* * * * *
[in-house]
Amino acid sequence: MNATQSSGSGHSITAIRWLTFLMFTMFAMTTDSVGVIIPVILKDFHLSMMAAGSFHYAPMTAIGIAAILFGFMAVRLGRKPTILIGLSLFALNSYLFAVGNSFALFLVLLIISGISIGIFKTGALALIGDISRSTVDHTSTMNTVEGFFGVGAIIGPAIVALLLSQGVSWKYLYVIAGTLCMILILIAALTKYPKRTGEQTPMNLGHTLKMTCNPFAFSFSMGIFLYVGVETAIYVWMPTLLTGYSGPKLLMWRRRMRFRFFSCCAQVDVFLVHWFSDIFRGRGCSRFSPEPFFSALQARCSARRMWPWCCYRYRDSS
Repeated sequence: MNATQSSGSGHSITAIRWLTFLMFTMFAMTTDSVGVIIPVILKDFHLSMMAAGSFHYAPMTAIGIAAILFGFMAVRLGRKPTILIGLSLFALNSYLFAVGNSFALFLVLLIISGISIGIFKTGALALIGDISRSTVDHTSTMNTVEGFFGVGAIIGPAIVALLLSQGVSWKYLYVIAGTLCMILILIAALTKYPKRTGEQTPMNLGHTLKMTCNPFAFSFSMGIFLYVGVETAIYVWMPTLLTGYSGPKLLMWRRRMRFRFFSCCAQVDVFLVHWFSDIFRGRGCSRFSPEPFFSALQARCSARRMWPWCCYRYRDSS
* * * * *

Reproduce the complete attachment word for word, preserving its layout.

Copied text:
[in-house]
Amino acid sequence: MNATQSSGSGHSITAIRWLTFLMFTMFAMTTDSVGVIIPVILKDFHLSMMAAGSFHYAPMTAIGIAAILFGFMAVRLGRKPTILIGLSLFALNSYLFAVGNSFALFLVLLIISGISIGIFKTGALALIGDISRSTVDHTSTMNTVEGFFGVGAIIGPAIVALLLSQGVSWKYLYVIAGTLCMILILIAALTKYPKRTGEQTPMNLGHTLKMTCNPFAFSFSMGIFLYVGVETAIYVWMPTLLTGYSGPKLLMWRRRMRFRFFSCCAQVDVFLVHWFSDIFRGRGCSRFSPEPFFSALQARCSARRMWPWCCYRYRDSS
Repeated sequence: MNATQSSGSGHSITAIRWLTFLMFTMFAMTTDSVGVIIPVILKDFHLSMMAAGSFHYAPMTAIGIAAILFGFMAVRLGRKPTILIGLSLFALNSYLFAVGNSFALFLVLLIISGISIGIFKTGALALIGDISRSTVDHTSTMNTVEGFFGVGAIIGPAIVALLLSQGVSWKYLYVIAGTLCMILILIAALTKYPKRTGEQTPMNLGHTLKMTCNPFAFSFSMGIFLYVGVETAIYVWMPTLLTGYSGPKLLMWRRRMRFRFFSCCAQVDVFLVHWFSDIFRGRGCSRFSPEPFFSALQARCSARRMWPWCCYRYRDSS